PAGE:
Darkest Dungeon 26

Matron Thessia,

I hope this letter finds you well.

I apologize for the delay in writing to you. We spent nearly 3 weeks in the hellish darkness of the warrens, but I have spent the time since our return purging myself of the taint of those tunnels. I have flogged my back raw and performed my Mending thrice a day, and still I can smell the stink and see the horrors of it when I close my eyes. My hand trembles as I put quill to parchment, and I hope that in writing to you of it I may finally shed myself of its weight.

Raziq has still not recovered after the suffering inflicted by his own infernal skills, occult magic cut from the same cloth as that of the cultists, and he has been prone to fits and fatigue ever since. When we were finally tasked with delving into the warrens once more, he was in no state to travel, and Clarke leaped at the opportunity to place his man Cole with the group. I was not pleased that we were to explore the depths with that drunk, though he quickly displayed his martial prowess when we found ourselves set upon immediately upon entering the tunnels. The abominable swine-men fell on us with a newfound strength and ferocity, striking with their crude axes, and it was only through Cole’s mastery of mace and shield we were able to repel the assault. We were fresh from the hamlet yet the attack had left us winded, they had launched themselves at us with such force. This filled me with a deep sense of foreboding of what was yet to come, but there was little else we could do but press onwards into the darkness.

Our previous explorations were well marked upon the tunnel walls, where we had etched our passage into the grime. It was then that Cole revealed Clarke had tasked him with outright destroying the cult, removing their influence from the warrens entirely- a haughty goal, something I knew even then. But Cole was a soldier who had received a command, and thought of nothing else except carrying it out. Morgan had told me of how he had driven the party to near exhaustion within the weald, and he repeated a similar feat within that infernal maze. He pushed us to the end of our strength so as to reach the cult’s territory as quickly as possible. We did, for we approached the first of those repulsive wards in half the time we would have otherwise, though at the cost of leaving so exhausted we could scarcely stand. It was only then that Cole allowed us to take our first rest.

We were grateful for the opportunity and quickly made camp, though our peace did not last for long. We could not have slept for more than one turn of the hourglass when we found ourselves under attack once more by the swine-men. In the confusion we were scattered and disorganized, unable to repel the attack, and Cole ordered us to retreat. The monsters had come from the same direction that we had, and the only escape was through tunnels we had not yet explored. I cannot believe that such a turn of events arose purely out of coincidence; I am certain the cultists engineered the event. Regardless, we fled from those horrors into the unknown tunnels. In the darkness and confusion, it was impossible to know where we may have been amongst those constant twists and turns. I know not how long we ran, but it was some time before we realized that we could no longer hear the sounds of our pursuers and paused to orient ourselves. When our torch was properly lit, we surveyed our surroundings and were confronted with the cult’s depravity.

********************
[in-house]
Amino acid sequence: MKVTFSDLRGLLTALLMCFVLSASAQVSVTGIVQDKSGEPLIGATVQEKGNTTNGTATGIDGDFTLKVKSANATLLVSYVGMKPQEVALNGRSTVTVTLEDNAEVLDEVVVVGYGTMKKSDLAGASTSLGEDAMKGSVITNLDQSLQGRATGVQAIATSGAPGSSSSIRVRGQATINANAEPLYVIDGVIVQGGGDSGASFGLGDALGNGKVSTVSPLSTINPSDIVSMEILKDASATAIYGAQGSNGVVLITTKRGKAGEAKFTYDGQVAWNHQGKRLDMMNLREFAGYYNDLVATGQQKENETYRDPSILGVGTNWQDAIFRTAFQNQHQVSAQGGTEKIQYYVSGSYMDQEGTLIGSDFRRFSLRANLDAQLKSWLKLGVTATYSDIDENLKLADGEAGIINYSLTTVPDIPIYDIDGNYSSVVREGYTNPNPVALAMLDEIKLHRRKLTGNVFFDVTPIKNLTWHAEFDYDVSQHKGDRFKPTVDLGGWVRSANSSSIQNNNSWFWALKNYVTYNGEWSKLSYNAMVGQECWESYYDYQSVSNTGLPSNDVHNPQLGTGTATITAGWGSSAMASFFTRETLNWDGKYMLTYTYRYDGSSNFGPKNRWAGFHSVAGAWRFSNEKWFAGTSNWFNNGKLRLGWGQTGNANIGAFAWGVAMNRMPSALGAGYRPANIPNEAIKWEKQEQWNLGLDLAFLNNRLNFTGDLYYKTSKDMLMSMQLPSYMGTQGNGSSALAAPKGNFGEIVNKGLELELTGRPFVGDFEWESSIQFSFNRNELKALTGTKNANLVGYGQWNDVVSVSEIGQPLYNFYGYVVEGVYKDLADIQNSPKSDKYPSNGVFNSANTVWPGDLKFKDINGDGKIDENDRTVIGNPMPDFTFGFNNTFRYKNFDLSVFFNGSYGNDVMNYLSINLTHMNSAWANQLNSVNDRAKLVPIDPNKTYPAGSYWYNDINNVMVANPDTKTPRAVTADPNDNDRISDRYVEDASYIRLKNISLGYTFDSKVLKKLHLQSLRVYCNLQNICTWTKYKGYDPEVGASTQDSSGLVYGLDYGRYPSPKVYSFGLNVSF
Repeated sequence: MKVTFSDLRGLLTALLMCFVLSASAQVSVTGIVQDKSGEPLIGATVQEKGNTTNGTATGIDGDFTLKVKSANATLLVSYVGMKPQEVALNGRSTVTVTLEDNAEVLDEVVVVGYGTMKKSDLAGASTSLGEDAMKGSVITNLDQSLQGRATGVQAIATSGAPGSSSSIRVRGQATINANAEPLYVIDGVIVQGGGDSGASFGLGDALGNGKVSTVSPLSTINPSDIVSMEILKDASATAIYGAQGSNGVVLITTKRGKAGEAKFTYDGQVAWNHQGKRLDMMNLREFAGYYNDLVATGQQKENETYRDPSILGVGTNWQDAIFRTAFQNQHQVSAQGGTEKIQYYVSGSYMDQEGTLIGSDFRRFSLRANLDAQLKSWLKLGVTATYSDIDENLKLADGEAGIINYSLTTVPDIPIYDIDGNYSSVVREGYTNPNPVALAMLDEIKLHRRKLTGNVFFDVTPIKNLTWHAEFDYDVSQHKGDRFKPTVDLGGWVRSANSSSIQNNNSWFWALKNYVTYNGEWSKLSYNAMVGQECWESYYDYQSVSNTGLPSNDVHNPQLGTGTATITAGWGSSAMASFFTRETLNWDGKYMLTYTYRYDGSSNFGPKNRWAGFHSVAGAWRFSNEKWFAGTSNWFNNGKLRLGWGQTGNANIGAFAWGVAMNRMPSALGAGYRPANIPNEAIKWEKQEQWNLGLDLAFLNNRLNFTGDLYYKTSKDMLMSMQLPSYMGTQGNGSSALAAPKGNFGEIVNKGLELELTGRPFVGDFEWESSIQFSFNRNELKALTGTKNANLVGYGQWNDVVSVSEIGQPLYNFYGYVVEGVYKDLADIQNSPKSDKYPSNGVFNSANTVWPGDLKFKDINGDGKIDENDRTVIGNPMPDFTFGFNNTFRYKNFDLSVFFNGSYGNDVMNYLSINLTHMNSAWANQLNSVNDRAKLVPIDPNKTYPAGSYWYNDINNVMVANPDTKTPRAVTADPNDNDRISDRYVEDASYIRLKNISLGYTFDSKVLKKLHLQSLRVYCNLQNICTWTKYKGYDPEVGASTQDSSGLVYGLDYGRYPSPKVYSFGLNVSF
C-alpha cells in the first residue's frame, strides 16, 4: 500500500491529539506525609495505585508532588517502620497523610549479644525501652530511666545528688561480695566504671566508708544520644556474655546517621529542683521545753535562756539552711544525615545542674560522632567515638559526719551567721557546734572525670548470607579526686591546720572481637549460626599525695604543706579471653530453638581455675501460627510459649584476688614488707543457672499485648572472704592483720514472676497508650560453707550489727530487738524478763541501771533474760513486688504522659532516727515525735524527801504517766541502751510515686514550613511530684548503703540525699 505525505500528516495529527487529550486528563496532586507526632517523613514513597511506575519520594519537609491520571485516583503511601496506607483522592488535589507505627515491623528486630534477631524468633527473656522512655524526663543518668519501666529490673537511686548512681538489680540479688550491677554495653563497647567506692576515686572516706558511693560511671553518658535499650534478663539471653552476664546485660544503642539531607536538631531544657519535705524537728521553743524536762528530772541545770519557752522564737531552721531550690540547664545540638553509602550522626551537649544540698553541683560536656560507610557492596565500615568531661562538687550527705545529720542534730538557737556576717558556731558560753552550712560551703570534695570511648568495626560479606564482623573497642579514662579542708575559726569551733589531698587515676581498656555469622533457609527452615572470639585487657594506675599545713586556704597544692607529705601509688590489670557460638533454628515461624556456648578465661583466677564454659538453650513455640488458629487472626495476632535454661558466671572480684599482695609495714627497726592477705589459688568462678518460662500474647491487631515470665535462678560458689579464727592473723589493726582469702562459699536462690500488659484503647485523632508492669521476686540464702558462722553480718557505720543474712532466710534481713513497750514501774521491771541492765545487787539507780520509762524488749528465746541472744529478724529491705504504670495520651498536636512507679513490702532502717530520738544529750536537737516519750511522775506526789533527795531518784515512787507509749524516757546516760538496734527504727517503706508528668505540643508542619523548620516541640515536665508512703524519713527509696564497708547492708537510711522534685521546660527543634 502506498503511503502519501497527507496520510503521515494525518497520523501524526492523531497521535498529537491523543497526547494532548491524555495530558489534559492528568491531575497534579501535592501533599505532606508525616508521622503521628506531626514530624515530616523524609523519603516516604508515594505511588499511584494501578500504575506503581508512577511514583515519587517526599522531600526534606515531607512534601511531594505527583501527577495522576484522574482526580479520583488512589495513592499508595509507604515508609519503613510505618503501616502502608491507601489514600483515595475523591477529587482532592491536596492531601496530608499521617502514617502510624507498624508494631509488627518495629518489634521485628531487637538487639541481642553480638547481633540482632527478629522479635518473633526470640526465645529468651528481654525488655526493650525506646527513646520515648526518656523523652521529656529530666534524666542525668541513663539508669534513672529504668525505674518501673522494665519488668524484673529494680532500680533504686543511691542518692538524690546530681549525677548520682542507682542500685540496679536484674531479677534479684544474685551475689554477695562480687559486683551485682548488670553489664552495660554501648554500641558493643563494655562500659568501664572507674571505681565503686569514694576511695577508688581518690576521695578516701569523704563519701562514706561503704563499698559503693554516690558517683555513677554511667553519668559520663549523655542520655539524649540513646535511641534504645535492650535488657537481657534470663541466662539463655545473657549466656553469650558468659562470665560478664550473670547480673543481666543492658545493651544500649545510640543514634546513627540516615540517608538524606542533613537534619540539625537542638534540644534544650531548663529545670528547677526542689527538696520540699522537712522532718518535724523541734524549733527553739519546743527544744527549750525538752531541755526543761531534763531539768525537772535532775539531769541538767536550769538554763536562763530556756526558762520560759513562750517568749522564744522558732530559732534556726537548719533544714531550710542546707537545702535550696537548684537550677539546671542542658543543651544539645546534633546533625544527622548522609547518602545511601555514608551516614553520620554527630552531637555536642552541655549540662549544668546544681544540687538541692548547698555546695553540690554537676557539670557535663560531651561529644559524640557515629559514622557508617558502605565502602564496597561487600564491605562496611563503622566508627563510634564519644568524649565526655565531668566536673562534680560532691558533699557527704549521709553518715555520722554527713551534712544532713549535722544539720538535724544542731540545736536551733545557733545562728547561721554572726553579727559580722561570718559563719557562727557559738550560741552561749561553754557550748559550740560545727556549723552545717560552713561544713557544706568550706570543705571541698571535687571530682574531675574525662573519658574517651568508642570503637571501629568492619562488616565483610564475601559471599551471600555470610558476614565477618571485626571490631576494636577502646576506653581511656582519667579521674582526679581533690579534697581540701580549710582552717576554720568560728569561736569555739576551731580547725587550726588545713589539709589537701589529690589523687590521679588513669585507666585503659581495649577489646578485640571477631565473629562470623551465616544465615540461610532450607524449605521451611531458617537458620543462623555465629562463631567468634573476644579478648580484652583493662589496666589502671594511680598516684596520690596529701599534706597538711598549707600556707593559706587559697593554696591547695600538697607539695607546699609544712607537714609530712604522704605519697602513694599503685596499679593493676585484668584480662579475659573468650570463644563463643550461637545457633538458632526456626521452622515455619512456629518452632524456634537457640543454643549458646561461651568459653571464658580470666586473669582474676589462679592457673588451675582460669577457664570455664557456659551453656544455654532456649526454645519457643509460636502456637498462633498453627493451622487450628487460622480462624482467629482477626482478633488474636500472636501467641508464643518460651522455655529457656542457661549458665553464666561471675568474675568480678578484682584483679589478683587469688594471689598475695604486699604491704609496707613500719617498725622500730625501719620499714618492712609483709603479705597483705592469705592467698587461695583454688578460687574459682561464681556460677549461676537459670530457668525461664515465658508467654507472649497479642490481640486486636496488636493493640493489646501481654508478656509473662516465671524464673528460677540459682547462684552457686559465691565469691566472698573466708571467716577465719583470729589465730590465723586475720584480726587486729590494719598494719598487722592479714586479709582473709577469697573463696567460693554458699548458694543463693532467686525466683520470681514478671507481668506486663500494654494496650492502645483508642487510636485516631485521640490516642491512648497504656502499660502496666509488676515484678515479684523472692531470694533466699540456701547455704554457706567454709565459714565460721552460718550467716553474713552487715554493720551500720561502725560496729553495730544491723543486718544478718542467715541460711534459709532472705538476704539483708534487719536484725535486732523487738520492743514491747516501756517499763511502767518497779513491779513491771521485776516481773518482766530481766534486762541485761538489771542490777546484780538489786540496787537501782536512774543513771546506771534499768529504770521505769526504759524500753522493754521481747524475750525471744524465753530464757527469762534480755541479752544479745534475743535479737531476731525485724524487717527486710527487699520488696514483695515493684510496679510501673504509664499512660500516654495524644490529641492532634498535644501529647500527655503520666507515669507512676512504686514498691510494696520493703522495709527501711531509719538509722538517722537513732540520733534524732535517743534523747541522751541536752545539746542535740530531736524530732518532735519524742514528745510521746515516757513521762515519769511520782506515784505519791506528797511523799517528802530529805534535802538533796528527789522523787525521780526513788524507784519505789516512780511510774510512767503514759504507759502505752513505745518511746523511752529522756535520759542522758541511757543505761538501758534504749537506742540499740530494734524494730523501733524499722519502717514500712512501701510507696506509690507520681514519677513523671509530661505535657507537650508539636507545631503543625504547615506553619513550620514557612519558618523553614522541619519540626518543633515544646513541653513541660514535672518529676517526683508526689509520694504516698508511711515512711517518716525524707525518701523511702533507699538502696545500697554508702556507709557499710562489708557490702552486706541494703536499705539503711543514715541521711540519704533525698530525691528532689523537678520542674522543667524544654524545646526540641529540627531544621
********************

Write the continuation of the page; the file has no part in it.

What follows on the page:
That effluvial grime that had been encrusted upon the stones of the warrens was absent entirely. In its place grew a large swath of what can only be described as skinless flesh, raw meat dripping with crimson ichor. It had greedily snaked tendrils into the crevices of the stone, seeking to grow outward, and where it was not the stone lay bare. It grew in uneven patches upon the walls, though at first we did not recognize what we beheld. As realization swept through the group, we became frantic to escape, but all for naught. We were entirely lost within that labyrinth of tunnels with no way to mark our passage, and as we moved through them those vile tumors grew larger and larger upon the walls. We wandered endlessly, aimlessly, desperately trying to find our way back, when Cole finally realized the futility of it. He ordered us to set up camp once more with our diminished supplies. In the safety of the hamlet, I shiver at the memory of sleeping under the watch of those fetid growths, but I was unspeakably exhausted and glad for any chance to rest.

We slept unmolested, and continued our trek through the tunnels once we awoke. It was then I detected the undercurrent of that acrid scent beneath the stink of the place. I foolishly decided to bring it to the group’s attention, and Cole realized that Wolfswift’s senses were the sharpest among us. She was able to pick it out like a thread and follow it, leading us through the tunnels like a bloodhound. I suspect that Cole saw this as an opportunity to carry out Clarke’s command, though it seemed to me like insanity. As we traveled, the tumors grew steadily larger upon the walls, until I began to see other aberrations growing inside them. In the flickering torchlight, I glimpsed the faint shapes of swine snouts and pig ears emerging from the growths, and I averted my gaze from the grotesque creations. We moved along the tunnel in silence until we turned a corner were confronted with a sow’s half-formed face pressing out from a tumor, with one mad eye swiveling wildly in its socket as its skeletal jaw struggled against the flesh wrapped around it.